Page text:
Travel May 2012

Waiting to Exhale

Learning to free dive off Hawaii’s Kona Coast takes iron lungs and steely nerves.

I can’t say I feel more confident knowing that Krack has assisted with hundreds of blackout recoveries, and has passed out underwater six times himself. But I do know he’s taught nearly 6,000 students, including the magician David Blaine, and coached divers to more than 100 national and 20 world records.

The sport is simple enough, as we learn it: a diver descends headfirst alongside a weighted measuring line, kicking hard, then slowly, and then not at all—because by 66 feet, a compressed wet suit has lost its buoyancy and the diver begins to sink; after that, kicking wastes energy needed for the return trip and accelerates the heartbeat, depleting oxygen. Meanwhile, the pressure in the ears feels as sharp as a drill and requires clearing, most often by pinching the nose and blowing.

On the fourth morning, as we head out from the shore of Pu’uhonua o Honaunau—past sunbathers and snorkelers, coral beds and lava flows, damselfish and yellow tangs—it’s not long before nothing but blue lies beneath us. The instructors warn us not to get a number in our heads, but of course we want to reach 100 feet, even though most of us have never before tried going deeper than 30. I think of this goal as swimming the length of a Boeing 737 that has crashed nose-first into the ocean. Setting a depth goal and reaching it might as well be free diving’s narcotic.

If scuba diving is an outward journey—Krack calls it tearing through a forest in a Hummer with the AC on and the windows up—free diving is an inward passage. It’s a lone descent, as you feel your body adapt to the depth. The mammalian diving reflex kicks in: the heart slows, peripheral blood vessels constrict, the spleen compresses and dopes the body with red blood cells.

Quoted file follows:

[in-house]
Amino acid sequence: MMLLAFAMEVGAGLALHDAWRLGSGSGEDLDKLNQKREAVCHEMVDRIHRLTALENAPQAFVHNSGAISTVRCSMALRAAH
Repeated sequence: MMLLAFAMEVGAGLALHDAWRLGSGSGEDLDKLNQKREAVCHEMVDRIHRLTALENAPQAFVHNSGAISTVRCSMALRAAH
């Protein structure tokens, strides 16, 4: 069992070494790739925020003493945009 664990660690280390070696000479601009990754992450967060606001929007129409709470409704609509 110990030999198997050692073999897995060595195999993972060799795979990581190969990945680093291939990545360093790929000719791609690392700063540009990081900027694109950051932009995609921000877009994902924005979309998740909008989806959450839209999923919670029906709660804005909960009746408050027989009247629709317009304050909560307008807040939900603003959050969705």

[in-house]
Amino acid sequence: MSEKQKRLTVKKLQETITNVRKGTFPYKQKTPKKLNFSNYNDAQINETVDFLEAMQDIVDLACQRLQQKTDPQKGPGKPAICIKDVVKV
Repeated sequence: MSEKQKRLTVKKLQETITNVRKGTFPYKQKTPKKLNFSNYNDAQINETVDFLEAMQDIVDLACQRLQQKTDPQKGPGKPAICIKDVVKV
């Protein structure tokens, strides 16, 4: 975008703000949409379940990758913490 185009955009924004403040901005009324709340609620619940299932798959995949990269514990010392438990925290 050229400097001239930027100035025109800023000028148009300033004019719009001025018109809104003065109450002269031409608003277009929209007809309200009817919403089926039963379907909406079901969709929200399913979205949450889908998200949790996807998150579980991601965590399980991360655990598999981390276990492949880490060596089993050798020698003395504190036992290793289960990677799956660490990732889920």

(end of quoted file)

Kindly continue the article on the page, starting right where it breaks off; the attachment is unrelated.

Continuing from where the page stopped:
As I kick down, I’m bubbleless, sleek. A bright metal plate at the end of the line marks 100 feet. A solitary squid watches me descend. I kick and kick, feeling my fins paddle back and forth, through a medium with 800 times the density of air. The water is clear here. I shouldn’t be looking at the plate, but I can’t help myself. I reach and grab it, before turning to head up to the surface. I’ve been sinking, so now I have to kick hard, as I bring my hands together overhead. I’ve slipped from my Zen state. My legs feel leaden, as my diaphragm contracts. What can I do but kick? At 33 feet, I’m aware of my instructor motioning for me to sweep my arms down in a final push. The contractions are worse, but I know I’m not far. So I kick. The air expands inside my mask. It’s possible—and thrilling—to take the minutest sniff. Then I exhale, as I’ve been taught, before breaking the surface, so I can immediately breathe in. Thor takes me through six recovery breaths, aware that 90 percent of blackouts occur after surfacing, and I signal that I’m okay. I look at my gauge, and it reads 102 feet, with an underwater time of 1 minute and 11 seconds—longer than it should have taken, but I’m alive. Floating, I keep breathing in. I’m breathing hard.

Then the instructor asks, “Who wants to go deeper?”

James Sturz is the author of the novel Sasso.
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